A ban on the niqab is contrary to British values

We must defend the right for women to freely wear what they want


The European Court of Human Rights’ recent decision to uphold the French ban on wearing the niqab in public spaces, has brought this issue back into the public space for discussion. Social commentators have also suggested whether a possible ban should be implemented here, yet cheerleaders calling for a transfer of a similar ban into this country misread the cultural, political, and historical situation in Britain, which makes it distinct from France.

One might think that there is a wide-scale problem across the UK (the news certainly suggests it is), and that there are hordes of niqabi women. How many are there? We, er, don’t know. In the Guardian, Mona Chalabi advances one estimate of 7,300 (the number of adult women from countries where the niqab is prevalent), but notes that this is a crude and inaccurate approach; Channel 4’s FactCheck blog has no idea of the precise figure. In any case, it seems that we’re dealing with a very small minority of conservative Muslim women - just as in France. Moving towards policy decisions based on a small and unknown factual basis doesn’t seem like a very good model to follow, making it debatable whether we should ‘become a little more like the French’.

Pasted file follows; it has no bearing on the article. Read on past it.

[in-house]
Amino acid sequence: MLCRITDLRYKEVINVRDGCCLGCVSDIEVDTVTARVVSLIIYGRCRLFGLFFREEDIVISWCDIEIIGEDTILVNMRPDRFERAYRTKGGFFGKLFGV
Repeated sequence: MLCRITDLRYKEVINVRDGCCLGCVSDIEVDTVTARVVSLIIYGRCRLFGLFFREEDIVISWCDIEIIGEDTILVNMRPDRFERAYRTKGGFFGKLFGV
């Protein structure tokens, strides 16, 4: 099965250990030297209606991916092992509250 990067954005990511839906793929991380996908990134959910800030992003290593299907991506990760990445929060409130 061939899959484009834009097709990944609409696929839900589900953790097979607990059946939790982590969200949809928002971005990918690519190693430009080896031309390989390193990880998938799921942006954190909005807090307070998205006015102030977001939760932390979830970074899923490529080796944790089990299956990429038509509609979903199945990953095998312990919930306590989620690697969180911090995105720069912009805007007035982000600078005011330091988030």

Through my work on tackling and addressing anti-Muslim hate crime, I’ve heard time and time again - from those across the political spectrum - that simply issuing blunt bans on what we find objectionable isn’t helpful, whether it’s far right groups or political Islamist ones. Personally, I’m conflicted - while I’ve certainly encountered groups, speech, and acts that I find deeply objectionable, I also am drawn to liberal approaches to this, and counter-speech in our society. Therefore, rather than coming down absolutely against the niqab, I’d say that unpacking and debating this is most important.